DBS Bank India managing director and head of institutional banking, Rajat Verma, said that the asset quality of its small business book is “very good, the default level is low despite growing quite rapidly”.

Having achieved its target of a billion-dollar book in the small business segment, DBS Bank India now plans to double its exposure in three years, a senior banker said, underscoring the lender’s optimism around a sector that contributes nearly 30% to the gross domestic product (GDP) and is a significant job creator.

“We are growing our SME (small and medium enterprise) book and we have added new products. Like start-ups, it is not only a lending business and there is a liability side of the business too,"Rajat Verma, managing director and head of institutional banking at DBS Bank India said in an interview.

Its SME business revenue has increased to 20% of its institutional banking revenue in Q1 2024, from 19% in Q1 2023. These percentages, however, exclude the offshore institutional book.

Verma believes the current growth trajectory of its small business segment, which he says is “in the 30s", should continue at the current level.

“I am a great fan of a consistent growth rate over a period of time. It is not good to do 40% one year and then 10% the other year but 20-25% consistently; the book could double in the next three years."

Launched in 2019, DBS Bank India is a wholly-owned subsidiary of DBS Bank Ltd, Singapore. India allows foreign banks to operate either as a branch or a wholly-owned subsidiary of the parent. The other bank to set up a local subsidiary was SBM Bank India, while the rest operate as branches.

“We have touched the $1 billion (fund and non-fund based SME exposures) mark in the SME business and we think it is one of the businesses which will drive our growth. This also includes loans given to start-ups," said Verma who joined the bank in 2023 from HSBC India.

Verma noted that the asset quality of its small business book is “very good, the default level is low despite growing quite rapidly."

The bank’s overall gross NPA ratio stood at 5.61% as on 31 March 2023, down from 9.5% in the previous financial year, according to its FY23 annual report.

According to him, while a conglomerate might have 30-40 or even 50 banks in a consortium, depending on the type of conglomerate and how much debt they need, an SME would have two or three at most.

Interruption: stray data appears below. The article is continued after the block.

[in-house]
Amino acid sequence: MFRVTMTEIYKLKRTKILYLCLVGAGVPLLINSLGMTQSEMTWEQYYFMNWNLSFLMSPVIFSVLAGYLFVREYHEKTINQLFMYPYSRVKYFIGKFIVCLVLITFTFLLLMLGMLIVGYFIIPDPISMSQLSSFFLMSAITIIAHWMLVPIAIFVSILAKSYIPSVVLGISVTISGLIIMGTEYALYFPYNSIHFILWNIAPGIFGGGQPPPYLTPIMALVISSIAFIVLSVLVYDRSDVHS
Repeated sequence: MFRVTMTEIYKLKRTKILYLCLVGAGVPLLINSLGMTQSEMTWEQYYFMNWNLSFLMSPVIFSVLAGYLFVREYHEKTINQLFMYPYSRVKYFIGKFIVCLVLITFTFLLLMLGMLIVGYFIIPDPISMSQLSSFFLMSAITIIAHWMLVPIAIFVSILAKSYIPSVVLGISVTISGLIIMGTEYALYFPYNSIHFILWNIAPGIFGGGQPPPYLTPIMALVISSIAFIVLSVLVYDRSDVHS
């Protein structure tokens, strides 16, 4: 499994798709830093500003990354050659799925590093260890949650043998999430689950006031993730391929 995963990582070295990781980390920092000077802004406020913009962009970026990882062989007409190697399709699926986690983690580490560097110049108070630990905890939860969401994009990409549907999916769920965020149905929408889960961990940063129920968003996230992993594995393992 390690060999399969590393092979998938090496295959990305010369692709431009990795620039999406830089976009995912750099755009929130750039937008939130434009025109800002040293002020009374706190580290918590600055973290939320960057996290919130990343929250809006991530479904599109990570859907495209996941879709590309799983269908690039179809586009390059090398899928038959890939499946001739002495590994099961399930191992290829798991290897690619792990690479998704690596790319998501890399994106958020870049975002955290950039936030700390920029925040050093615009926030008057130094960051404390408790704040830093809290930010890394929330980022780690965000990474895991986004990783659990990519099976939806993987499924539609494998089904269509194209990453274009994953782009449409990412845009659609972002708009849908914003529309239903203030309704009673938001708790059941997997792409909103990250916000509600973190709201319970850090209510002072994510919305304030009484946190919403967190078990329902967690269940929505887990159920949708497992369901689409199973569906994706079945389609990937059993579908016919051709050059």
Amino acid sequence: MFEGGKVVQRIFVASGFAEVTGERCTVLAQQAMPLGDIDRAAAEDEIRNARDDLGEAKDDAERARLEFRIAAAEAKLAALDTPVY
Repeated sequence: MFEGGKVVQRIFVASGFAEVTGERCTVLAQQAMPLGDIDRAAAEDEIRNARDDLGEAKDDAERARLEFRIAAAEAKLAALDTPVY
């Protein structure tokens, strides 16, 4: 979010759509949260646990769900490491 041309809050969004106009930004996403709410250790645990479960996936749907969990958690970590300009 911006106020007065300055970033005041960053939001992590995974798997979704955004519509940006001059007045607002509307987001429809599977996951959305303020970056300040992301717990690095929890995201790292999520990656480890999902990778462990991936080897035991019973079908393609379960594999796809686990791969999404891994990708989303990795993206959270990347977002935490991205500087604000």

“So, the choice of banking partner is a critical one, and likewise for the bank too. We are focused on the SME space and it is a business that is growing fast while the quality of assets remains healthy," he said.

Data shows that the quality of small business loans has improved for the entire banking sector. The gross non-performing asset (NPA) ratio in micro, small and medium enterprises (MSME) loans for banks declined to 4.7% of outstanding loans as of 30 September, from 6.8% in March 2023 and 7.7% in September 2022, according to the latest Financial Stability Report released by the Reserve Bank of India (RBI) in December.

Aggregate bank loans to MSMEs grew 29% to ₹10 trillion in 2023-24, according to a separate data set from RBI.

Verma said that one reason for the sector's strong asset quality metrics is the reduction in information asymmetry. “These include the data available from credit bureaus, data on the founders, GST (Goods and Services Tax) returns, besides others."

According to Verma, DBS Bank India’s strategy is to partner with these companies for the long term. “I am also interested in making sure that we on-board clients who will stay with us five or 10 years down the road," he said, adding that the bank is interested in SMEs, midcaps, and large caps.

“So SME is a feeder to the mid cap. The mid cap is the feed to the large cap." Meanwhile, the bank’s environmental, social, and governance (ESG) financing book had crossed SGD 1 billion (about $740 million) in 2023. While it had planned to grow from that base by 60% by the end of calendar year 2024, it now expects to exceed this substantially.

 As featured in Mint